BEIJING, July 24 (Reuters) - China has picked seven provinces to host pilot markets for trade in water rights, as the government battles a spreading water crisis that threatens to curtail economic growth and hurt food production.
The move is the latest sign that China aims to use market-based mechanisms to handle growing environmental problems. It has already launched seven pilot markets to cut emissions of climate-changing greenhouse gases, and plans to roll out a national scheme later in the decade.
The provinces of Gansu, Guangdong, Henan, Hubei, Inner Mongolia, Jiangxi and Ningxia will draw up rules for their water markets and have them approved by October, the Ministry of Water Resources said on its website.
“We will attempt to make progress in ... policy framework building in the next two to three years, and use the experiences to model a national trading system,” the ministry said.
The provincial governments will issue water rights under the scheme, and recipients who use less than they receive can sell the surplus in the market. It remains unclear whether rights will be issued to companies or local governments.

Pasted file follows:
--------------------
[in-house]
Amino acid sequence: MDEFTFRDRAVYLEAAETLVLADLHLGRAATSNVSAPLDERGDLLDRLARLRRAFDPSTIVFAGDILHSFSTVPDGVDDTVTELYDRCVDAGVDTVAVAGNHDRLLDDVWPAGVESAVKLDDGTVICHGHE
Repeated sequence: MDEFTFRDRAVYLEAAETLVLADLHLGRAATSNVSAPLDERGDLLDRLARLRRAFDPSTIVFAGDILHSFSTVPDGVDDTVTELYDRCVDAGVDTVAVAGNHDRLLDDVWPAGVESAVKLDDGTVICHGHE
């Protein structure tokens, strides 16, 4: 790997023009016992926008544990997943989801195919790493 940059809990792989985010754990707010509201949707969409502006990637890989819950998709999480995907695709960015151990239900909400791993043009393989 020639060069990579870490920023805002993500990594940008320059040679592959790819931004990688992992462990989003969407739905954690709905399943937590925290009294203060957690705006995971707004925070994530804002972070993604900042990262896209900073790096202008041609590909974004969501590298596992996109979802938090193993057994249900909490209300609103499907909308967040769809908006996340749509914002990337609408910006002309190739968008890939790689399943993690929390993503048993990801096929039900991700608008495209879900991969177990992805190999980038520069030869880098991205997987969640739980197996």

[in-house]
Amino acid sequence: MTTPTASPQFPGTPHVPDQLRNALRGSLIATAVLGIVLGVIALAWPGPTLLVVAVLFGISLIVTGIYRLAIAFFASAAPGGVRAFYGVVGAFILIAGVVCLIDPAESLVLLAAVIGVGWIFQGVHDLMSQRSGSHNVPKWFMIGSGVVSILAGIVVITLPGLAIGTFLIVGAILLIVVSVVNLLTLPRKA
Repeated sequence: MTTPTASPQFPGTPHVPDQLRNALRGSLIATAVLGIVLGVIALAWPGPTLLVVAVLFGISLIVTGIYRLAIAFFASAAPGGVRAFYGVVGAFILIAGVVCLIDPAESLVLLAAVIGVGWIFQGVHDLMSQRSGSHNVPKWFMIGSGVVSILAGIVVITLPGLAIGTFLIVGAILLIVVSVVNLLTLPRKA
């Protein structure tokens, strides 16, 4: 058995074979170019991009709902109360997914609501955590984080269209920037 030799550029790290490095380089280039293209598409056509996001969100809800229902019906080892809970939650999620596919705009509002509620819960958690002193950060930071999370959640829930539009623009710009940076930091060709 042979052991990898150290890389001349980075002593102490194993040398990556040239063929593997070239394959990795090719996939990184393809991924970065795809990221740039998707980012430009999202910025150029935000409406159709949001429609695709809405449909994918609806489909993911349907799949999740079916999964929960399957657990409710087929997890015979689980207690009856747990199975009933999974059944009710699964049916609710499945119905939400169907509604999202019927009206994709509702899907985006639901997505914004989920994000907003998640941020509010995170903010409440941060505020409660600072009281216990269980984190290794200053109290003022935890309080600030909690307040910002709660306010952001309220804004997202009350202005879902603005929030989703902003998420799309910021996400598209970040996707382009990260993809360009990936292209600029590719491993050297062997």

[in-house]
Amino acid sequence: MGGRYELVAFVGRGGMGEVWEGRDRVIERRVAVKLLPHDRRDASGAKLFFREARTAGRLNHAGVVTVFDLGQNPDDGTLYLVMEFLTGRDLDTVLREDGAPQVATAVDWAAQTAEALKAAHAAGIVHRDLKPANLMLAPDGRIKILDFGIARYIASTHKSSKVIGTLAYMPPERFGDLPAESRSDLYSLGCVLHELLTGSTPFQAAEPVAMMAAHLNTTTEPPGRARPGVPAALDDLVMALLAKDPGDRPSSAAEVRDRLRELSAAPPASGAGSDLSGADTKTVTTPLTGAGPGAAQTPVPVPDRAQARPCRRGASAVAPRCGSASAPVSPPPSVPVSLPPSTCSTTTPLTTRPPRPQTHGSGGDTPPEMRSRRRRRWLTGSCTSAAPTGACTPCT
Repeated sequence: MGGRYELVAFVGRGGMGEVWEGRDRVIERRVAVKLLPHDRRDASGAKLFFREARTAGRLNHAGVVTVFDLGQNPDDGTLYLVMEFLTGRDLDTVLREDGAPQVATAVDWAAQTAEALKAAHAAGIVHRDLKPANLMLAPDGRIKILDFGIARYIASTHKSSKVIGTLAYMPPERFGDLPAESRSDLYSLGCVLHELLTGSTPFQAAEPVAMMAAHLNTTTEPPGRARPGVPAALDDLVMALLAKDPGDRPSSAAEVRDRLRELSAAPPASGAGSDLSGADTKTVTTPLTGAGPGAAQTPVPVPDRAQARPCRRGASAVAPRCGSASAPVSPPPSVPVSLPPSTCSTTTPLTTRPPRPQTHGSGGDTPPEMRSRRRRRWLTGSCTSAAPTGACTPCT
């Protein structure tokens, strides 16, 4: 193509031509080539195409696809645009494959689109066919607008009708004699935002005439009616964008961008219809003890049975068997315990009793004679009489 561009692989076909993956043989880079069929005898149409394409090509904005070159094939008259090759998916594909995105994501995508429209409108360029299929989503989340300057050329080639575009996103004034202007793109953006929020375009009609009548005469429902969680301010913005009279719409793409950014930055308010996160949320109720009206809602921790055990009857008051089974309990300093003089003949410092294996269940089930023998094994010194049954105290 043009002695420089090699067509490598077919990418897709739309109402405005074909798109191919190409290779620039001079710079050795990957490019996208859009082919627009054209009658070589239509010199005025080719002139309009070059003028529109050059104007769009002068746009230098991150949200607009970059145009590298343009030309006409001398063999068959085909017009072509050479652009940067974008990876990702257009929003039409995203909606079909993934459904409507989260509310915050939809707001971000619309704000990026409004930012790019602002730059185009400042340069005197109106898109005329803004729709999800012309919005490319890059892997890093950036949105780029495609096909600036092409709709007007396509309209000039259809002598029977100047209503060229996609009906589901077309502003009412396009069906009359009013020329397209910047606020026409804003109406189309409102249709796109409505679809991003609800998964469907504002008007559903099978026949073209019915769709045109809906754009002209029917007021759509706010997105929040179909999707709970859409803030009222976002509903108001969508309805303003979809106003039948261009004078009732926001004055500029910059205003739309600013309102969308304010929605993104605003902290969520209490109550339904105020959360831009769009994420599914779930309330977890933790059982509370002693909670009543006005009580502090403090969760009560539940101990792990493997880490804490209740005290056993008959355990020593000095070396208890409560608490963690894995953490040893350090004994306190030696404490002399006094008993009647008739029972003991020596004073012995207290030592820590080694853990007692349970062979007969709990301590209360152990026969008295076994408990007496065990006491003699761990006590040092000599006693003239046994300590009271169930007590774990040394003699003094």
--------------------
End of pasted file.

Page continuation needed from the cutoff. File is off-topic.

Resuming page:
The pilot regions will study how water rights can be distributed and how to register usage rights.
But the legal basis for the scheme could prove controversial, with one expert saying a water trading system could infringe the law.
“China’s water is owned by the state, and only the central government can decide how much water is allocated to regions,” said Song Guojun, dean of the Environmental Policy and Planning Research Institute at Renmin University in the capital.
“If local authorities trade water it would be a violation of the constitution.”
Keeping track of water use rights could also prove tough, another expert said.
“Because water resources are mobile and uncertain, registering water use rights is going to be very difficult,” Wang Yahua, a professor at Tsinghua University told local newspaper 21st Century Business Herald.
Water is rapidly emerging as one of the most pressing environmental concerns for China, which is naturally water scarce, and where each citizen’s access to freshwater stands at around a fifth that of the United States.
Decades of pollution have left large swathes of rivers, lakes and groundwater too dirty to use.
Food production in some parts of China is threatened by the crisis, which also causes challenges for a manufacturing industry that mostly relies on water-intensive coal-fired power.
The government has launched a $62-billion project to divert some southern rivers to the dry north, and in May the State Council, or cabinet, approved more than 170 schemes to boost supply.
Water-stressed Beijing in April hiked prices for industrial users of water in a bid to stem demand.
In March, the Ministry of Finance said it would launch a national air pollution market to halt China’s smog crisis, which prematurely ends half a million lives annually. (Reporting by Kathy Chen and Stian Reklev; Editing by Clarence Fernandez)